In various neighbourhoods of Brussels, the current 4G network regularly saturates. 5G could be the solution to this problem. Sadly enough, it seems we’ll have to wait a bit longer to not navigate in “Edge” or 3G in the city-centre or in the European neighbourhood during the lunch break.
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While other European capitals and cities are already talking about deploying 5G networks, with many operators confirming a fully deployed and ready to use network by 2019-2020 (especially in France, for example), in Brussels, this will not be happening. To this, we have to add the fact that keeping the current 4G antennas isn’t easy, and building new ones is nearly impossible, due to the very strict health guidelines the city has on electromagnetic waves….
The problem in Brussels is quite complex. The city has some of the strictest health guidelines in Europe for wave emissions, not allowing carriers to build more antennas. Back in 2013-2014, the update of the network from 3G to 4G had already been problematic, and every single year, complaints are filled against the 4G antennas. To this, we also have to keep in mind that each antenna is taxed. Depending on the neighbourhood, this can go from 10 000 to 30 000 euros.
In Belgium, the first cities to get 5G could be Liège or Antwerp, leaving Brussels, the European capital, in a bad competitive situation on the digital and new technologies market.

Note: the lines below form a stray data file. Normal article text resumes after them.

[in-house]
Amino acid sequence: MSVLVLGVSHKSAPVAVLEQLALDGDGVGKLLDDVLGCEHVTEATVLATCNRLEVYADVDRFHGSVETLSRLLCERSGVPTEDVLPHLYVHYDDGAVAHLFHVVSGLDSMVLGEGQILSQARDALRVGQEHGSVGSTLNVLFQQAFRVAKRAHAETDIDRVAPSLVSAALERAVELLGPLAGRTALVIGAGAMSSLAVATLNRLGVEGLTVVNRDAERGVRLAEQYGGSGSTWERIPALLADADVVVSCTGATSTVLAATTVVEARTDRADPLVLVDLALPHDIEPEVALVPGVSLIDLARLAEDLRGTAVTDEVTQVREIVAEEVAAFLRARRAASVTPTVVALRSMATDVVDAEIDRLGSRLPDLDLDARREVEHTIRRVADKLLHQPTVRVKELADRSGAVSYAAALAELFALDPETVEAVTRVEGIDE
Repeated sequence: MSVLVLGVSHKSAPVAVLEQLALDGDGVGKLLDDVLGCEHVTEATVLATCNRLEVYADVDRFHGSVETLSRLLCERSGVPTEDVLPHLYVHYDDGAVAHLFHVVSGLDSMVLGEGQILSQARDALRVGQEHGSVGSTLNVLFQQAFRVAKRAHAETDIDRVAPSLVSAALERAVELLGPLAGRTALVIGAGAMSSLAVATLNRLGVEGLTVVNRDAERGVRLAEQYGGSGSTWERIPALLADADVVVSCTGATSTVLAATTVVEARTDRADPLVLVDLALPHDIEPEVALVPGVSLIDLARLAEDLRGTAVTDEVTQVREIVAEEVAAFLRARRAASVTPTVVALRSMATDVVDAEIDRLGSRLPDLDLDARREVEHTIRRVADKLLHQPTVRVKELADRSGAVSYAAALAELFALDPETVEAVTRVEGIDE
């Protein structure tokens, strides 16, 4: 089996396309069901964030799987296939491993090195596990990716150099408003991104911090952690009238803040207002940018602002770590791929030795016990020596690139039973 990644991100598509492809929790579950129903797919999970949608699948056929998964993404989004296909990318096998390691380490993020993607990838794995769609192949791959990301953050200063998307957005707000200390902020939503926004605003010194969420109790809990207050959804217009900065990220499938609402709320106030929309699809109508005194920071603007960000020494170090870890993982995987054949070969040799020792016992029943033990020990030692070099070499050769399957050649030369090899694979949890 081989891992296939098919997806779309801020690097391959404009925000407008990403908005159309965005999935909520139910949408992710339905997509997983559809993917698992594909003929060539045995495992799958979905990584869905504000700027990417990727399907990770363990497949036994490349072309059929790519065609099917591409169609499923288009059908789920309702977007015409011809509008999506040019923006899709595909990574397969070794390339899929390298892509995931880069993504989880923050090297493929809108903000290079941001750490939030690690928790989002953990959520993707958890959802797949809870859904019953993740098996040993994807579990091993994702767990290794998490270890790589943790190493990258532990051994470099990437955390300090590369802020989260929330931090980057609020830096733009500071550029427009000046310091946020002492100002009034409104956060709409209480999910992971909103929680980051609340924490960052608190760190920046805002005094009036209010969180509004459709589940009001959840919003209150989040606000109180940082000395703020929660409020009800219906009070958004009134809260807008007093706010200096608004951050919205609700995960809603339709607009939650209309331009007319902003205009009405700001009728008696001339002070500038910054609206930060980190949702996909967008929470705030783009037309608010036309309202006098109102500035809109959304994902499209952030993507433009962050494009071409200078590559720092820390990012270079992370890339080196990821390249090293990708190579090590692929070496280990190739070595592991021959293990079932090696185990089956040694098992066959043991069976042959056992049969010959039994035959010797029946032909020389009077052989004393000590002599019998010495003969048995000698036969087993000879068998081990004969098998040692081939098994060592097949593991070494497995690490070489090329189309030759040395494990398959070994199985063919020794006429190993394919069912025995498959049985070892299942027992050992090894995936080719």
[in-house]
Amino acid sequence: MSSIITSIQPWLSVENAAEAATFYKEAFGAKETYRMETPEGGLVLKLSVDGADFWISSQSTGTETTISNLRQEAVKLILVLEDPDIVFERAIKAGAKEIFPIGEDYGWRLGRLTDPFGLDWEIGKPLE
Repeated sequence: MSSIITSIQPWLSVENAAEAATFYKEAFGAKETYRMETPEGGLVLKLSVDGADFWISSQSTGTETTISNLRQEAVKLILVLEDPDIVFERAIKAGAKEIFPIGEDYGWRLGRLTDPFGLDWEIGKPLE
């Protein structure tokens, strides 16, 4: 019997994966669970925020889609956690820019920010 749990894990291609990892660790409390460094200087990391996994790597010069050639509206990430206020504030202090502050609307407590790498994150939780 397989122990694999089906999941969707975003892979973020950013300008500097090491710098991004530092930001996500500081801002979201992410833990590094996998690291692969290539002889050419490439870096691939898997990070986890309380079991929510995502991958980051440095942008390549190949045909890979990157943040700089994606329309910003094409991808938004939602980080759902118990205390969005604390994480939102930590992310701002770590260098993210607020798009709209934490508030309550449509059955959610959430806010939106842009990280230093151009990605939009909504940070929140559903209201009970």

Various digital companies from Brussels have already complained about the disadvantage of not having access to the 5G network, as this would not allow them to build applications for this technology. They are even ready to invest in the deployment of the new network.
The European Commission has also asked each member of the Union to have a city with 5G by 2020. Seeing how the negotiations between authorities, carriers and political parties don’t seem to advance, Brussels may end up not being the representant of Belgium in this European policy.
The advantages from 5G are not as impressing as the advantages the move from 3G to 4G provided, which meant more capacity and speed. Sure, 5G is at least 10 times faster than 4G, but users will not notice the difference in speed (except maybe here in Brussels…). This time, the advantages of this new technology can be found in the well-known “IoT” (Internet of Things), which is constantly mentioned by companies.
One of the main uses of 5G will be found in connected or autonomous cars, as well as the regulation of traffic, with connected traffic lights that analyse the traffic in real time and stay red longer or shorter, depending on other areas, to fluidify the traffic and reduce traffic jams. Connected public street lights could reduce power consumption by turning them on and off as soon as its day time. Another example is the usage of various assistants at home, which all form part of the IoT. Security cameras, intelligent lights, robot vacuum, fridge, all these objects will need a better network to be able to be connected and used without further clogging the existing network.
But, in reality, the ones who will benefit the most from 5G will be industries. Everything could be connected, from power, water and gas networks, to factories, and even livestock. One of the main players in 5G, Huawei, regularly showcases examples where 5G and IoT could be used, and how both industries and final consumers of the products could benefit from this. Huawei says that, by 2025, there will be 100 billion connected objects in the world.
The first 5G smartphones will arrive by the end of 2019 and beginning of 2020. Some of the currently available smartphones on the market are already ready, as they are compatible with 4.5G. The first 4.5G smartphones on the market where the Mate 10 and Mate 10 Pro, from Huawei. Their latest models, the P20 and P20 Pro, are also ready for the future.
In conclusion, to be able to benefit from the future of technology and connectivity, we have to… not live in Brussels. Well, whatever, we’ll be fine with our “Edge” connection during lunch breaks, on our 4.5G compatible smartphones.